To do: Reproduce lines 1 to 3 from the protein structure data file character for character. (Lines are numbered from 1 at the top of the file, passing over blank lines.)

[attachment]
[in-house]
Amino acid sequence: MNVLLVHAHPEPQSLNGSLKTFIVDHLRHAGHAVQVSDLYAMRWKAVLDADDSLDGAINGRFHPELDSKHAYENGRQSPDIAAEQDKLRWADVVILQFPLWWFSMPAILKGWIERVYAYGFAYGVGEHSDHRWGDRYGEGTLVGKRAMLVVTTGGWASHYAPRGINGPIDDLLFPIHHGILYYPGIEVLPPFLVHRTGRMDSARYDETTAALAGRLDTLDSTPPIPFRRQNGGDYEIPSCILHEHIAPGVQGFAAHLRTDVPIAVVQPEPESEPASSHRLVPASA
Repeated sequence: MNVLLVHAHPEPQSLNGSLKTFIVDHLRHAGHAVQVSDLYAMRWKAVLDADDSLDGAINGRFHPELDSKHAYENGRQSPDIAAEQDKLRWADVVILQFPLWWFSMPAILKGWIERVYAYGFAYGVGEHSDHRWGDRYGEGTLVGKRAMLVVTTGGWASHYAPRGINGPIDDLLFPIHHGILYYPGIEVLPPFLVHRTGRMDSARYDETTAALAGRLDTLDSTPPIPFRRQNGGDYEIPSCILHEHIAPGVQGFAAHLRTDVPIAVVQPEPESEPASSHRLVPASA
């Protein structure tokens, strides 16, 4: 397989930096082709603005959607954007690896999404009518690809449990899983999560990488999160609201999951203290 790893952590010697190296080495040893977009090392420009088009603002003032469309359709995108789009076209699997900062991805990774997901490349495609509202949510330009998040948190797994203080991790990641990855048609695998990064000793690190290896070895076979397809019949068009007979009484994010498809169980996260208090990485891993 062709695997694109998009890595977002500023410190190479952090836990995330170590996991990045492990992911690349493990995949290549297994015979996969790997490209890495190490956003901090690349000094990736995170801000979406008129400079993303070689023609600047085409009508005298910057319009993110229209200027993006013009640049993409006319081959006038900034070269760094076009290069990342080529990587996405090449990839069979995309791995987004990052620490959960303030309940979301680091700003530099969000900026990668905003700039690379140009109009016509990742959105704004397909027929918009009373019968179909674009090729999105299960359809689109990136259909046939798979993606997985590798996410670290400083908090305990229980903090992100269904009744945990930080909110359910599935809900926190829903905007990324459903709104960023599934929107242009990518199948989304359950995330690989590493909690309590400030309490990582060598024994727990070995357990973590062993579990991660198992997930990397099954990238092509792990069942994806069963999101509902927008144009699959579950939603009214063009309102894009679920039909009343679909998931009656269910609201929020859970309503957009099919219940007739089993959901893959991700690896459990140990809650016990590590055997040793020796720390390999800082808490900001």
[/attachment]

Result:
[in-house]
Amino acid sequence: MNVLLVHAHPEPQSLNGSLKTFIVDHLRHAGHAVQVSDLYAMRWKAVLDADDSLDGAINGRFHPELDSKHAYENGRQSPDIAAEQDKLRWADVVILQFPLWWFSMPAILKGWIERVYAYGFAYGVGEHSDHRWGDRYGEGTLVGKRAMLVVTTGGWASHYAPRGINGPIDDLLFPIHHGILYYPGIEVLPPFLVHRTGRMDSARYDETTAALAGRLDTLDSTPPIPFRRQNGGDYEIPSCILHEHIAPGVQGFAAHLRTDVPIAVVQPEPESEPASSHRLVPASA
Repeated sequence: MNVLLVHAHPEPQSLNGSLKTFIVDHLRHAGHAVQVSDLYAMRWKAVLDADDSLDGAINGRFHPELDSKHAYENGRQSPDIAAEQDKLRWADVVILQFPLWWFSMPAILKGWIERVYAYGFAYGVGEHSDHRWGDRYGEGTLVGKRAMLVVTTGGWASHYAPRGINGPIDDLLFPIHHGILYYPGIEVLPPFLVHRTGRMDSARYDETTAALAGRLDTLDSTPPIPFRRQNGGDYEIPSCILHEHIAPGVQGFAAHLRTDVPIAVVQPEPESEPASSHRLVPASA